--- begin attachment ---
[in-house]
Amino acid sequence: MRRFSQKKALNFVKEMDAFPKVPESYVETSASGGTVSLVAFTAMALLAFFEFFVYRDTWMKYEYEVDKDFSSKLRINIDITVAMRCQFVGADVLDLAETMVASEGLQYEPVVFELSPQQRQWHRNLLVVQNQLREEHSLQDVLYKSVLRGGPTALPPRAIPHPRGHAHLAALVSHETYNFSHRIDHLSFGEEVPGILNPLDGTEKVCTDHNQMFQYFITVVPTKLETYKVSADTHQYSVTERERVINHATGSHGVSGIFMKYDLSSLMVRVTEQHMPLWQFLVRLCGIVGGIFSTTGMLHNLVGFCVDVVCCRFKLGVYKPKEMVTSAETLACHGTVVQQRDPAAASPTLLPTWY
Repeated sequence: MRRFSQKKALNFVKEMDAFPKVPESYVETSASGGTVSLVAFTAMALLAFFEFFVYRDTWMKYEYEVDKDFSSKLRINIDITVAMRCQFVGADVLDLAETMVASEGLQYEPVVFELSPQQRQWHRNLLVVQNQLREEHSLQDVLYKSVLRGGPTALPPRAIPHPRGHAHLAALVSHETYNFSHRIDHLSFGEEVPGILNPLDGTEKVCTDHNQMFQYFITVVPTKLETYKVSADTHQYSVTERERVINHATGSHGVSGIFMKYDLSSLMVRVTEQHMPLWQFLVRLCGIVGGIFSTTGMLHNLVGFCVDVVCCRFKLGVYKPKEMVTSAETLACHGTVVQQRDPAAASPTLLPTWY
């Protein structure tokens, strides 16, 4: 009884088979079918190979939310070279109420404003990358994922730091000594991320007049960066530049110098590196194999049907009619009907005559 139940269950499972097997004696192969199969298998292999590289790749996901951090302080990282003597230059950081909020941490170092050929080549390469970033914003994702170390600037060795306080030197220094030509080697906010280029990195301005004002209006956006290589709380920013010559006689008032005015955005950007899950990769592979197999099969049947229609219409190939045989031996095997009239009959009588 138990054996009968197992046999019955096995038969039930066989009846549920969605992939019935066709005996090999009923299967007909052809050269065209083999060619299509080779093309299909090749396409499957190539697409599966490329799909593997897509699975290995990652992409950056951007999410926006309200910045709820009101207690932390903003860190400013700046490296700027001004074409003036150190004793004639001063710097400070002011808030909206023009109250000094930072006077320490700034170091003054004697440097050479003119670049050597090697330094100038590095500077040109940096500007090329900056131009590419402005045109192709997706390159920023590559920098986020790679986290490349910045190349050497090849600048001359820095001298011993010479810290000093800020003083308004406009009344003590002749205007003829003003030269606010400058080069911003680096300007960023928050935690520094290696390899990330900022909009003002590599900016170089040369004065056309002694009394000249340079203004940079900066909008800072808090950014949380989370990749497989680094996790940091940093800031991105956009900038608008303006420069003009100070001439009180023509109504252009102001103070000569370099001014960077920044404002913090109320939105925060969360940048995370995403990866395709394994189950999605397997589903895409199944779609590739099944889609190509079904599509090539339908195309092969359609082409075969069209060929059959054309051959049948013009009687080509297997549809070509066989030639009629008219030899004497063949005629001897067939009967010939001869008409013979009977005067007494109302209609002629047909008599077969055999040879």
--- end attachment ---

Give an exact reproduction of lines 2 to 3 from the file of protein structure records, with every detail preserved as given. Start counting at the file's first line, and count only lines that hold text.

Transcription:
Amino acid sequence: MRRFSQKKALNFVKEMDAFPKVPESYVETSASGGTVSLVAFTAMALLAFFEFFVYRDTWMKYEYEVDKDFSSKLRINIDITVAMRCQFVGADVLDLAETMVASEGLQYEPVVFELSPQQRQWHRNLLVVQNQLREEHSLQDVLYKSVLRGGPTALPPRAIPHPRGHAHLAALVSHETYNFSHRIDHLSFGEEVPGILNPLDGTEKVCTDHNQMFQYFITVVPTKLETYKVSADTHQYSVTERERVINHATGSHGVSGIFMKYDLSSLMVRVTEQHMPLWQFLVRLCGIVGGIFSTTGMLHNLVGFCVDVVCCRFKLGVYKPKEMVTSAETLACHGTVVQQRDPAAASPTLLPTWY
Repeated sequence: MRRFSQKKALNFVKEMDAFPKVPESYVETSASGGTVSLVAFTAMALLAFFEFFVYRDTWMKYEYEVDKDFSSKLRINIDITVAMRCQFVGADVLDLAETMVASEGLQYEPVVFELSPQQRQWHRNLLVVQNQLREEHSLQDVLYKSVLRGGPTALPPRAIPHPRGHAHLAALVSHETYNFSHRIDHLSFGEEVPGILNPLDGTEKVCTDHNQMFQYFITVVPTKLETYKVSADTHQYSVTERERVINHATGSHGVSGIFMKYDLSSLMVRVTEQHMPLWQFLVRLCGIVGGIFSTTGMLHNLVGFCVDVVCCRFKLGVYKPKEMVTSAETLACHGTVVQQRDPAAASPTLLPTWY